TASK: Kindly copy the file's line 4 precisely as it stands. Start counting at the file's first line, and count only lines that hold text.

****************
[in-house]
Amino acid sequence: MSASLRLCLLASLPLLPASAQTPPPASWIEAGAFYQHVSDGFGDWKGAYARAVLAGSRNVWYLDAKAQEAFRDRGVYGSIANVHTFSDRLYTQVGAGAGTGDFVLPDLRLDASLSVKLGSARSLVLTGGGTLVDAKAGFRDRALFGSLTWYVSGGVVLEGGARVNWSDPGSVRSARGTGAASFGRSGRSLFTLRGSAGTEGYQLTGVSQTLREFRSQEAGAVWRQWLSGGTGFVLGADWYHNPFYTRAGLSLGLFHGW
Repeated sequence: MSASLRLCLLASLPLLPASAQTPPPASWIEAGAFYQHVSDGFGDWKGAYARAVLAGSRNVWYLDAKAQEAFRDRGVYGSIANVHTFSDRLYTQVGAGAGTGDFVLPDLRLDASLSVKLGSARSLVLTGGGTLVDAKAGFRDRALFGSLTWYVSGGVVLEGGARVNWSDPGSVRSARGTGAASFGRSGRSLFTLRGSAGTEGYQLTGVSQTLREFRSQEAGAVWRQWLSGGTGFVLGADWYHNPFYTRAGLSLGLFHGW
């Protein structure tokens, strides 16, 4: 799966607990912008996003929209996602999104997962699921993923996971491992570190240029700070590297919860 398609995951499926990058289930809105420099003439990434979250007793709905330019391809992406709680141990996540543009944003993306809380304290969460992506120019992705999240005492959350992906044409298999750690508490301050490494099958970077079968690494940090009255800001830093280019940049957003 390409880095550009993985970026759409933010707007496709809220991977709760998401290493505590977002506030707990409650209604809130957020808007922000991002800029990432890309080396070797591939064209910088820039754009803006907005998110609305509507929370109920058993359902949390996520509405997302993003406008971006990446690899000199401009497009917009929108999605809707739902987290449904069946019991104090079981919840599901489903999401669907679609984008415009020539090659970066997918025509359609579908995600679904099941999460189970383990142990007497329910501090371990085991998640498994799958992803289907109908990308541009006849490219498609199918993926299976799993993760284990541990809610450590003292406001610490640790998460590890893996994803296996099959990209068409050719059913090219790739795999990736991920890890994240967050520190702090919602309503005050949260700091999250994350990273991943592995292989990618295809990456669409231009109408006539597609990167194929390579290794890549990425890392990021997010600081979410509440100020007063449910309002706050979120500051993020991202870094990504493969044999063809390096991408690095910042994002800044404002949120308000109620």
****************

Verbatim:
């Protein structure tokens, strides 16, 4: 799966607990912008996003929209996602999104997962699921993923996971491992570190240029700070590297919860 398609995951499926990058289930809105420099003439990434979250007793709905330019391809992406709680141990996540543009944003993306809380304290969460992506120019992705999240005492959350992906044409298999750690508490301050490494099958970077079968690494940090009255800001830093280019940049957003 390409880095550009993985970026759409933010707007496709809220991977709760998401290493505590977002506030707990409650209604809130957020808007922000991002800029990432890309080396070797591939064209910088820039754009803006907005998110609305509507929370109920058993359902949390996520509405997302993003406008971006990446690899000199401009497009917009929108999605809707739902987290449904069946019991104090079981919840599901489903999401669907679609984008415009020539090659970066997918025509359609579908995600679904099941999460189970383990142990007497329910501090371990085991998640498994799958992803289907109908990308541009006849490219498609199918993926299976799993993760284990541990809610450590003292406001610490640790998460590890893996994803296996099959990209068409050719059913090219790739795999990736991920890890994240967050520190702090919602309503005050949260700091999250994350990273991943592995292989990618295809990456669409231009109408006539597609990167194929390579290794890549990425890392990021997010600081979410509440100020007063449910309002706050979120500051993020991202870094990504493969044999063809390096991408690095910042994002800044404002949120308000109620």